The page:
Farm Credit of Northwest Florida would like to announce the results of the 2017 election.
There are so many positive reasons to support agriculture in our country and so many great stories to share. Farm Credit encourages farm and ranch families to become “AgVocators” by finding ways to spread the word, get involved, and help keep agriculture going strong. In this article, Farm Credit proudly spotlights Southern Craft Creamery of Marianna, Florida, winners of the 2013 Made in the South award, the 2014 Jackson County Ag Innovator Award, and the 2015 Southern Living Foods award.
Farm Credit of Northwest Florida is excited to be a sponsor for season two of LandLeader® Television, exclusively airing on RFD-TV.
For 34 years, Radford Locklin divided his life into semesters and set his watch by the school bell. In 2004, about the time he was considering retirement from teaching social studies to hundreds of teenagers and serving as the principal of Santa Rosa High School, Locklin’s father passed away. And with that, the longtime educator returned to his roots and took on the role of farm owner.
Farm Credit of Northwest Florida’s Board of Directors is proud to announce the return of $3 million to its 981 member-owners.
The three Florida Farm Credit associations’ Board of Directors recently declared $17.8 million in patronage dividends to qualified borrowers of the agricultural lending cooperatives throughout the state.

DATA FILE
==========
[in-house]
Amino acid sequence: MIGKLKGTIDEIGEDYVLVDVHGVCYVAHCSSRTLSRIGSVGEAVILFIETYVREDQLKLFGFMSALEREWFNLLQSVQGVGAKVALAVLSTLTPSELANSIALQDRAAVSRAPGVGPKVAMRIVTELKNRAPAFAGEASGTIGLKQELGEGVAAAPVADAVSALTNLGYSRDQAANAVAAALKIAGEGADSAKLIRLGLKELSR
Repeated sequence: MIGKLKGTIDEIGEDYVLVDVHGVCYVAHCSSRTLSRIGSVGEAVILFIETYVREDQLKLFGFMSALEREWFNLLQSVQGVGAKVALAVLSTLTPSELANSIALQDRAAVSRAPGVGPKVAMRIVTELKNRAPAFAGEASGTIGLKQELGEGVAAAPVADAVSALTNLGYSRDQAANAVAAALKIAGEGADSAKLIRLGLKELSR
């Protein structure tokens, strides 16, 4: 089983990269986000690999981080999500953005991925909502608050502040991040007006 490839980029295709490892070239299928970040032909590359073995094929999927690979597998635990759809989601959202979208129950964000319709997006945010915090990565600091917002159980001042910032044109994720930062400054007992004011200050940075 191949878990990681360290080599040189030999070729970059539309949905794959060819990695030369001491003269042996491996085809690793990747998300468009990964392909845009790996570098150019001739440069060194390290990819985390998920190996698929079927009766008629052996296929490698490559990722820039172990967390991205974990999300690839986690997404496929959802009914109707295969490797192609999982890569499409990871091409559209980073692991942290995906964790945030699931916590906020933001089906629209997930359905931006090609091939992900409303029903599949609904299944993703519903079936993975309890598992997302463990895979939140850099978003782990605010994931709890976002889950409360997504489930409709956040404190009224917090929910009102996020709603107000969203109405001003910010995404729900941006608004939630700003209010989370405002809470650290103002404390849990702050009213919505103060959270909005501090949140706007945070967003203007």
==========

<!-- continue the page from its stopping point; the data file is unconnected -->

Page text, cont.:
Three days a week, from April to October, an airy green space, high on a hill above a small town is transformed into the land of milk and honey. Tables adorned with brightly colored cloths overflow with baskets of locally grown fresh figs, just-picked greens and ripe fruit; sharing space with homemade jams and breads, blooming plants, and, of course, local honey.
He was the star quarterback who married the head cheerleader-a cattleman's son torn between following his football dream and taking over the farm.
It's been 62 years since Mike Thompson's granddad, J.R., and great uncle, Bruce, talked the bank into loaning them enough to buy 1000+ acres and start a registered Angus operation.
When you’ve got one million watermelon seeds that must be perfectly sprouted and ready for transplant at the start of the growing season, you want William Wendt to be the guy holding the watering can.